From 1979 to 1985, Helen was the Justice and Peace Worker for the ecumenical Iona Community, whose members make a binding commitment to work for justice and peace at every level. Under her leadership, the Community opened a justice and peace centre and Fairtrade shop in the middle of Glasgow (Centrepeace), which raised awareness of development issues and offered training in non-violent direct action. With and through the Iona Community, the Quakers, CND and Trident Ploughshares, Helen campaigned tirelessly for the removal and disarmament of nuclear weapons and the ending of the arms trade. She attacked the injustices of poverty and oppression that breed wars, and acted as a mediator in conflict resolution. She embraced the base at Greenham Common and travelled thousands of miles to speak on a variety of platforms, from large church councils to small meetings in village halls. She spent each summer on Iona, organizing conferences and seminars, enabling young people, volunteers, parish groups and people of every shade of political and religious opinion to engage constructively with the issues of peace and justice. The most notable of these was probably a series of Options for Defence events, where military generals and experts gathered alongside peace campaigners for a week living together in community.

In 1985, supported by the Iona Community and the Quakers, Helen and Ellen opened Peace House in Perthshire, both a residential centre and their warm and welcoming home. Over the following 12 years, more than 10,000 people visited, stayed and took part in a whole range of courses, training, mediation and reflection. It was in Peace House, in the winter of 1990-91 that GulfWatch had its genesis. GulfWatch was a daily bulletin of news and information about the first Gulf War, much of it differing or extending what was presented through normal media channels. Well before the almost universal and immediate internet access and social media available today, Gulfwatch information was collected from GreenNet, an early example of such networks, from fax messages and one telephone contact inside Iraq. It was mailed out each day of the war to church and peace groups, photocopied and redistributed to many thousands of people internationally. It became an alternative news service of global value, and linked activists concerned with building peace internationally.[2]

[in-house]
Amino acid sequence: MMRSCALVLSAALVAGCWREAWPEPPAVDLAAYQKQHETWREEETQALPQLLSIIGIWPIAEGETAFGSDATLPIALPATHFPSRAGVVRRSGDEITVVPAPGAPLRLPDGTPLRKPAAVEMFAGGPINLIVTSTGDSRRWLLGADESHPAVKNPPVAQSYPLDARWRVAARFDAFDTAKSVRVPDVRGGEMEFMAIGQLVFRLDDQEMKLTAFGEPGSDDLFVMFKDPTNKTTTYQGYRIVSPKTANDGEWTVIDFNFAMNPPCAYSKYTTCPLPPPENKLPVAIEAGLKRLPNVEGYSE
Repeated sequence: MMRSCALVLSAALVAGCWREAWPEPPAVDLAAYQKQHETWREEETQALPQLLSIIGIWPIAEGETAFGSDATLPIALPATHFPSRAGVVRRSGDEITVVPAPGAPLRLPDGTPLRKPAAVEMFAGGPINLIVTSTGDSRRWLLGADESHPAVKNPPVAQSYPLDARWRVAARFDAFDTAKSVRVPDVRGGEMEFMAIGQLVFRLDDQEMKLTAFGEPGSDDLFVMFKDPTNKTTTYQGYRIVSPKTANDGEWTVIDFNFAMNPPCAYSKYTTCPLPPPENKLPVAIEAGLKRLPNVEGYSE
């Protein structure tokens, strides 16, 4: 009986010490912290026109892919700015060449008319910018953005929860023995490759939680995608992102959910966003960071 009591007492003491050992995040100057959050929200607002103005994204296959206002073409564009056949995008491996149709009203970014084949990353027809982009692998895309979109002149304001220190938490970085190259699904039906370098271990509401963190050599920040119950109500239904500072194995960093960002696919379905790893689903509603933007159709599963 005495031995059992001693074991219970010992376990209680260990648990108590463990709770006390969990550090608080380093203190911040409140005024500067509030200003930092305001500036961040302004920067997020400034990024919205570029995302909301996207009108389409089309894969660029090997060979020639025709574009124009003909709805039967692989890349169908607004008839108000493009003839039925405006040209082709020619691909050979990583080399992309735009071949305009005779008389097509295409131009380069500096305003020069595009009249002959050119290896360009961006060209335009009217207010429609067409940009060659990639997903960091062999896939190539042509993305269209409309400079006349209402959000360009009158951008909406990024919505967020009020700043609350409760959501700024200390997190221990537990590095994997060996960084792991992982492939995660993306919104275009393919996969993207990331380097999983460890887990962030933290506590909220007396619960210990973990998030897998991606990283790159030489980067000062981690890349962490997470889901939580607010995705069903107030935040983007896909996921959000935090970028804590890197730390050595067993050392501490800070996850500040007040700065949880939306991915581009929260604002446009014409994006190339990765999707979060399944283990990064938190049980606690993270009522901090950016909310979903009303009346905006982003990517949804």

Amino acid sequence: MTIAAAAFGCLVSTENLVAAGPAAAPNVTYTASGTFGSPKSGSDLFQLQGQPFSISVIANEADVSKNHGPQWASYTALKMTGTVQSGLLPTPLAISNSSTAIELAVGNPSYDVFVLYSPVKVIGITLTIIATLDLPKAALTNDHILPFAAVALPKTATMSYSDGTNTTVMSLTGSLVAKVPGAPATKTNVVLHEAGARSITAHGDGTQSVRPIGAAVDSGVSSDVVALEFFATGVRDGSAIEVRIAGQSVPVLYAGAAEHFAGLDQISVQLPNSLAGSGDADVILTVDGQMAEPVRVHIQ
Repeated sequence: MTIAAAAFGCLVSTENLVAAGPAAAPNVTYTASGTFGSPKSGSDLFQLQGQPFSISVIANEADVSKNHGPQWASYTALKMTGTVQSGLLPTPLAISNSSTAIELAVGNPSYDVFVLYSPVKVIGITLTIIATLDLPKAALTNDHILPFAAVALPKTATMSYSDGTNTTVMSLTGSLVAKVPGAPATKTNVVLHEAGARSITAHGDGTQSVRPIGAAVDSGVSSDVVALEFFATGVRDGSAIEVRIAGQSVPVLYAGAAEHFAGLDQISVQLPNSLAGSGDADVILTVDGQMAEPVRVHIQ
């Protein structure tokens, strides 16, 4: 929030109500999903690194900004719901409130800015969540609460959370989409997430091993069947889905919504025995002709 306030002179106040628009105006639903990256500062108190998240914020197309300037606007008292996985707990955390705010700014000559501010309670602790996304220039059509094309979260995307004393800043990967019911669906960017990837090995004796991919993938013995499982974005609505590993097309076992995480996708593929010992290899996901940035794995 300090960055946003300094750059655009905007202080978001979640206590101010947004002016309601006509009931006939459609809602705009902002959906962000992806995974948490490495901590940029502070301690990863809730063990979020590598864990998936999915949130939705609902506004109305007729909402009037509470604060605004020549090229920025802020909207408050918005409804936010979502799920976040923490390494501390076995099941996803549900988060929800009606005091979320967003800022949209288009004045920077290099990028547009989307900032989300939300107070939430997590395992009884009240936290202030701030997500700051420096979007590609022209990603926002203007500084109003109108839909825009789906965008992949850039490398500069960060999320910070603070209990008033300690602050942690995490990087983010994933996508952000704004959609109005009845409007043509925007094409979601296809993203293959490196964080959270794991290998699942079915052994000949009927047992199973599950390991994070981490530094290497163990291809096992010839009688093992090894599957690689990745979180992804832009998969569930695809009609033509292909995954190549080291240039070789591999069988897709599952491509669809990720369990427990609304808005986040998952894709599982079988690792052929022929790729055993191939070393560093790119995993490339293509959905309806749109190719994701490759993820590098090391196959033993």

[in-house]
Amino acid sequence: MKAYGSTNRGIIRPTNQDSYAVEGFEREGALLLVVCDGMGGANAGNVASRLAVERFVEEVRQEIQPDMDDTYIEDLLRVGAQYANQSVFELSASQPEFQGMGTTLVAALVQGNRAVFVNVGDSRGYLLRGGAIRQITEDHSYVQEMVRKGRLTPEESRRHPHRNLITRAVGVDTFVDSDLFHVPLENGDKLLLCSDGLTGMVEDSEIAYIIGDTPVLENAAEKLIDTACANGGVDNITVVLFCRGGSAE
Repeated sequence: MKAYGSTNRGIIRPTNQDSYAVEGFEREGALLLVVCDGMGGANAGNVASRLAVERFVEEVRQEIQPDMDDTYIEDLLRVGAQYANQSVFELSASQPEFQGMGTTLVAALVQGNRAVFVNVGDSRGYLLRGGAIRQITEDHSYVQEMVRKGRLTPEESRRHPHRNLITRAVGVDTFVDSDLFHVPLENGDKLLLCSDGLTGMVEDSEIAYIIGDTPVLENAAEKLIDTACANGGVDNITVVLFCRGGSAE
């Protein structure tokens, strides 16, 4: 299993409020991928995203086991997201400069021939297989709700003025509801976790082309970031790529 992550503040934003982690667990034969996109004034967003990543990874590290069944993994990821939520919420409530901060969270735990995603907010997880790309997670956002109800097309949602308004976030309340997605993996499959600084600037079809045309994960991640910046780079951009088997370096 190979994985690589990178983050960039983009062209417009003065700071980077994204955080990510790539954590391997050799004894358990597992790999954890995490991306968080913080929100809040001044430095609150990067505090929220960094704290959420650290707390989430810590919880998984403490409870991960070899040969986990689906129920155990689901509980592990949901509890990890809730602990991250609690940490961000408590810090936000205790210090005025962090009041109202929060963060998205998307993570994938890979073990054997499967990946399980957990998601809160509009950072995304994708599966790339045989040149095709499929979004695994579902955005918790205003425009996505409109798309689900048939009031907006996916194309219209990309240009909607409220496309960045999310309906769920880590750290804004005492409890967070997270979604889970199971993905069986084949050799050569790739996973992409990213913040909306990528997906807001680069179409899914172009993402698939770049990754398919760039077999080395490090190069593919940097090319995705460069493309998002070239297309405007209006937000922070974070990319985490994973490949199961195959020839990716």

In 1999, Helen was involved in setting up the Scottish Centre for Non-Violence in Dunblane, which developed and widened the work which Peace House had been doing, with a strong emphasis on conflict resolution and peacebuilding. However, making friends with NATO generals, finding the common ground with them wherever possible, refusing to ignore the humanity of the other-none of this prevented Helen from her consistent and persistent campaigning against Trident. She spent hundreds of hours outside the naval base at Faslane on the Clyde, watching, waiting, speaking to military personnel, supporting the peace camp there, and on occasion, locking on to, climbing over or cutting through the fence. She attempted to take the British Government to court. She was arrested twice and on being convicted, refused to pay her fine and elected to go to Cornton Vale prison- civil disobedience was a hard boundary for one of her background to cross. But one of the things that made Helen dangerous was that in her non-violence training, she opened hundreds of people’s eyes to the idea that ‘their power comes from our obedience.’

In fact, it was Ellen, one of the Trident Three, whose civil disobedience became better known. Helen, whose support for Ellen before her action and during her months in prison, and whose advocacy and public organising on behalf of Ellen and the other two were as faithful as Ellen’s had always been for her, later wrote of this time:[3]

Friends (Quakers) speak of holding someone in the light, and I have always found this a particularly helpful way of expressing it. The idea of going beyond words to a different level of being, to enfold another in the Light and Love beyond our physical experience, is a very attractive image.